She talks about naming, pseudonymity, polynymity, and the issues of trust that that raises. If names are metonyms for reality, we need to limit the play of polynymity. She invokes the category of mysticism to escape the binary opposition of nominalism and essentialism. Perhaps by considering the question of names for God, she can help clarify the relation of name and identity online.

She picks Abulafia as a representative figure — not because he’s a representative figure, but because he opens a useful window into matters of naming. He broke down the Tetragrammaton into components, recombining (recombinant onomastic DNA?) the letters in different representations. He thought he could attain enlightenment by spoken and written versions of the Divine Name. She passed out several lines from “The Battle of Blood and Ink,” blood and ink symbolizing intellect and imagination. There are also numerical resonances with various features of the created order.

My fingers are burning out. Naomi talks really quickly, and I need a break — sorry.

Found In Augusta

Young Josiah at Fort Western AugustaBy popular demand — or at least, by suggestion from a couple of people — I tracked down my copy of the photo of Si as an apprentice in Old Fort Western. I had remembered his hair as being blonder than it shows up here, but the lighting is obviously tricky. He’s slenderer now than he was then; no baby fat on this year’s model. Still the radiance and the joyous outlook remain unchanged. The photo’s pretty dusty. My apologies to those of you who were planning to print it out and pin it on your bedroom wall.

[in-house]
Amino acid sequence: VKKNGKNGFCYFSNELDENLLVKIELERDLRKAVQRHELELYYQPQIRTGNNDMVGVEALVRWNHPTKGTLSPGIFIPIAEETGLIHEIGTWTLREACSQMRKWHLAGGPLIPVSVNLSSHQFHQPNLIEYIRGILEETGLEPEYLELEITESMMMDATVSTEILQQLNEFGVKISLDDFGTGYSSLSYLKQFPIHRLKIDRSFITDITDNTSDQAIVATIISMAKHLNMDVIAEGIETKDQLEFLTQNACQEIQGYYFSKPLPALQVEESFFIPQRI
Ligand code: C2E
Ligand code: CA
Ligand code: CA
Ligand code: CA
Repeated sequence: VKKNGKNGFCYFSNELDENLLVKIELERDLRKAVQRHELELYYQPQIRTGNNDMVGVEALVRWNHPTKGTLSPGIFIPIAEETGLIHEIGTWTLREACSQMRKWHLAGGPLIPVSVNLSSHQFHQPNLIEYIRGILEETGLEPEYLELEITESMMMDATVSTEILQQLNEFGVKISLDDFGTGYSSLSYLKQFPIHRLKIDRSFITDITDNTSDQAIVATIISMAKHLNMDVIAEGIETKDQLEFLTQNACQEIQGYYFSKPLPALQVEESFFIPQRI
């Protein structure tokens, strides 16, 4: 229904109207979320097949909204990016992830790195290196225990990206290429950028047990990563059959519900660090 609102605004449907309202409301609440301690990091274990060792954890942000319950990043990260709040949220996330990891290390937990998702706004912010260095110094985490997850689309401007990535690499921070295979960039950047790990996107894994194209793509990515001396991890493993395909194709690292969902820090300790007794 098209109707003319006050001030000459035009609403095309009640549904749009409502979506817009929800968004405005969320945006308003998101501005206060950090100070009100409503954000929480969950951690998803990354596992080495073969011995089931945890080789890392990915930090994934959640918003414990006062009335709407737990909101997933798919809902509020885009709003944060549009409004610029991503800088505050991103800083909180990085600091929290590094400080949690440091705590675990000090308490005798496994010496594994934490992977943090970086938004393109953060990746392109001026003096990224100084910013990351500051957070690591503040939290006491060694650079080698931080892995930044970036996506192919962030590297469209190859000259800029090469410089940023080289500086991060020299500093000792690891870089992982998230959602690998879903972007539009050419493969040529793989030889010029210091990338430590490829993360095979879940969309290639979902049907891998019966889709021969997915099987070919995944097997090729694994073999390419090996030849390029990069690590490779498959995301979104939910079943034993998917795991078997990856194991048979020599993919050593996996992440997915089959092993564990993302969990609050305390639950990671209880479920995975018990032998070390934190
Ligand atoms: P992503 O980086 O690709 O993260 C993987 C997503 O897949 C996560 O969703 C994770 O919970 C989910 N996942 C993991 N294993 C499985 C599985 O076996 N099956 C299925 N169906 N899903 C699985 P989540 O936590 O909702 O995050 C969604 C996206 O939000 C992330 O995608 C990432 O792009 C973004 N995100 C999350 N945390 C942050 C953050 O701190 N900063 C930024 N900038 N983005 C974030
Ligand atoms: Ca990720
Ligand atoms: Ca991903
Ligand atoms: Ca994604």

Not only was he a good-looking, angelic kid, but he’s grown into a powerful (if somewhat grisly) writer. . . .


I’m proud for two reasons tonight. First, Michael received his offical Disseminary Hoopoe cap, and he attests that it looks good (I’d love to see a picture, Michael).

And second, even more important, Margaret got Seabury’s W. Stevenson Taylor Award for best theology essay this year. And that essay isn’t even a patch on her thesis.

I’m not really proud that Steve and Sage arrived safely tonight, but I’m very pleased they did. They’re gracious guests (they didn’t, for instance, say, “Well, you certainly have more than enough books around here,” or “Did you have to set us up in the basement, with the sump pump, the refrigerator, and the mysterious boxes of who-knows what heaped up around us”). I do hope it doesn’t rain — that sump pump gets noisy. And just our luck, it’ll flood the basement with all their stuff in it. Now I won’t be able to sleep tonight. Oh, well, more time to fine-tune my Digital Genres paper.

Well, What About It

How about Steve Himmer for President on the Green Party Ticket? I hear it pays better than TA-ing, Steve, and you obviously aren’t underqualified.

Something is going wonky with comments. For the time being, Steve says: